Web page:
WASHINGTON, D.C., U.S. — The U.S. Department of Agriculture’s (USDA) Foreign Agricultural Service (FAS) is raising its market year 2015-16 (October-September) wheat import estimate for Ethiopia to a record 2.5 million tonnes, up from the current official USDA estimate of 2 million tonnes, according to a USDA FAS report published on Jan. 21.
This increase is in part attributed to need for emergency food relief arising from the ongoing drought, which is said to be one of the worst in decades. Wheat is one of the key staples that both Ethiopia and international donors are supplying to individuals living in drought hotspot areas.
In a normal year, Ethiopia usually imports around 1 million tonnes of wheat to meet consumers growing demand for food items, such as bread and pasta, as well as for food assistance purposes. This year, however, with the ongoing drought, exacerbated by the El Niño weather phenomenon, crop production in some areas has dropped significantly or even failed, leaving millions of Ethiopians without sufficient access to food and other resources to survive.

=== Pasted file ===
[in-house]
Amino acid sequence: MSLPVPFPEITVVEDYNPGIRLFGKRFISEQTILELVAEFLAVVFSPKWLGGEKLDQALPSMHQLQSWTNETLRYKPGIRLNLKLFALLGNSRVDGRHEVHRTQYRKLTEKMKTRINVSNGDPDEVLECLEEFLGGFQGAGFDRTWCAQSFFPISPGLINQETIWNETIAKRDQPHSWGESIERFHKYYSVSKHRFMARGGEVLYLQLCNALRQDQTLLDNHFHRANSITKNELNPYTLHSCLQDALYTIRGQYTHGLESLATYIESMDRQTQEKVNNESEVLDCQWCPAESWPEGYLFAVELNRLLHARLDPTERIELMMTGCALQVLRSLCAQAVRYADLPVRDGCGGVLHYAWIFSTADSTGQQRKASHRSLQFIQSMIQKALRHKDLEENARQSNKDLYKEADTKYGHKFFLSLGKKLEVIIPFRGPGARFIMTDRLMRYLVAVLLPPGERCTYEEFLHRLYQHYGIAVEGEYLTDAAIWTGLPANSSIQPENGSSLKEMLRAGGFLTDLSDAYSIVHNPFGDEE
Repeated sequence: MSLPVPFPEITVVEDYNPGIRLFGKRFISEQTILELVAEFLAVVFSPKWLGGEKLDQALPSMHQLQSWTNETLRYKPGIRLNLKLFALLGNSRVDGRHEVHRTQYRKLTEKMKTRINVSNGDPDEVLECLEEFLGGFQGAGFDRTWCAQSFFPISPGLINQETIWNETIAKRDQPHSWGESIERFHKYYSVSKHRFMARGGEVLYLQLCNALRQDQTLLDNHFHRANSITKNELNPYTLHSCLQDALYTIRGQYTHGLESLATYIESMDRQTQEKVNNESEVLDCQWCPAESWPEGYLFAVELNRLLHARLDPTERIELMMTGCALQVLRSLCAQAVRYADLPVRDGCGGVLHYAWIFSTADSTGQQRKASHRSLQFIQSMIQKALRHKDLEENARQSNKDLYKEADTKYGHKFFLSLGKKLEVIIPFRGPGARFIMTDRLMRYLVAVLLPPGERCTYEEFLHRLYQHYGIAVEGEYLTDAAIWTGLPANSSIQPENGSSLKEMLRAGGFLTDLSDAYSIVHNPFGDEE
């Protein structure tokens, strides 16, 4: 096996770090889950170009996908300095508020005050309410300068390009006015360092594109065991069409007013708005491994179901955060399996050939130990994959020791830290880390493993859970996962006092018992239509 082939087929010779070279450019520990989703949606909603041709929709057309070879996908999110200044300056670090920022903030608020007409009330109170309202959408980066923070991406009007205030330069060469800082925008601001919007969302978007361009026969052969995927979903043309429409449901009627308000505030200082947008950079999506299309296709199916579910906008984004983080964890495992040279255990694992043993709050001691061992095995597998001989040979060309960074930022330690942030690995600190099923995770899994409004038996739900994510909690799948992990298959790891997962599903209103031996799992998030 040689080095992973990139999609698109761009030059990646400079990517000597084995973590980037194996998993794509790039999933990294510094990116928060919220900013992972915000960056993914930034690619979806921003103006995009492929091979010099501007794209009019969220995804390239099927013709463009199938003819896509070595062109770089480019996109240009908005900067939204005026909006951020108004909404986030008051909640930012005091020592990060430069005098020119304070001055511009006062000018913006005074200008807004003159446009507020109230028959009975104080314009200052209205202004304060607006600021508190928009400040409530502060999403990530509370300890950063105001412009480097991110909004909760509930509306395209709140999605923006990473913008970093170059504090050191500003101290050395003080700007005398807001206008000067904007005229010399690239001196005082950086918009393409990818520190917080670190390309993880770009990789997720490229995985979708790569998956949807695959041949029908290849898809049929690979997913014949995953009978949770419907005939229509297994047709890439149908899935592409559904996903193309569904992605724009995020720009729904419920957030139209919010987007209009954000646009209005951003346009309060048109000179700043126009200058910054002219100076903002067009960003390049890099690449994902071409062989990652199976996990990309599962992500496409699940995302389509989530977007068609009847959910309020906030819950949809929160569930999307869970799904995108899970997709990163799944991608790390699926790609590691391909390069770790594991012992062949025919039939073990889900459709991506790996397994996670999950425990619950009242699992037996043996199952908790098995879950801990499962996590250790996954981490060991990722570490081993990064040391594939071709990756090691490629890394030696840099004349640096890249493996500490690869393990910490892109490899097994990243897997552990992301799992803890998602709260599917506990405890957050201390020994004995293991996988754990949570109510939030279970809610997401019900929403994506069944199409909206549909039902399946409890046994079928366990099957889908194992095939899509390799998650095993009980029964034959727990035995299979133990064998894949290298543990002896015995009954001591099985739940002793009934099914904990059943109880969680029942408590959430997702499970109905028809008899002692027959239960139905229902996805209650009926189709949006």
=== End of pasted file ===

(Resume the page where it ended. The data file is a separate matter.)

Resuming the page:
Last December, Ethiopia alongside the international donor community released the humanitarian requirements document (HRD) to request foreign resources to feed and care for 10.2 million individuals during the first half of 2016. According to the HRD report, 1.2 million tonnes of cereal is required for emergency food assistance purposes. It is expected that most of this cereal will be wheat with some amount of sorghum. Aside from the needs outlined in the HRD, Ethopia’s Productive Safety Net Program (PSNP) will support an additional 7.9 million individuals with food or cash transfers, requiring an additional 473,000 tonnes of cereals and pulses.
In response to these humanitarian needs, Ethopia and the international donor community are ramping up food aid relief efforts. For instance, the government recently tendered and purchased 1 million tonnes of foreign wheat for food assistance, price stabilization (i.e. bread subsidy), and to replenish the government-held strategic grain reserves. In addition, they have subsequently tendered and contracted for an additional 140,000 tonnes, and just recently tendered for an additional 70,000 tonnes for use in the PNSP. Going forward, Ethiopia may decide to purchase more wheat to respond to both existing and anticipated future needs.
Meanwhile, the international community has increased its drought relief support in a variety of ways, including additional food aid donations, some of which will be wheat. Based on current conditions, donor-provided wheat is expected to reach as much as 700,000 tonnes this year.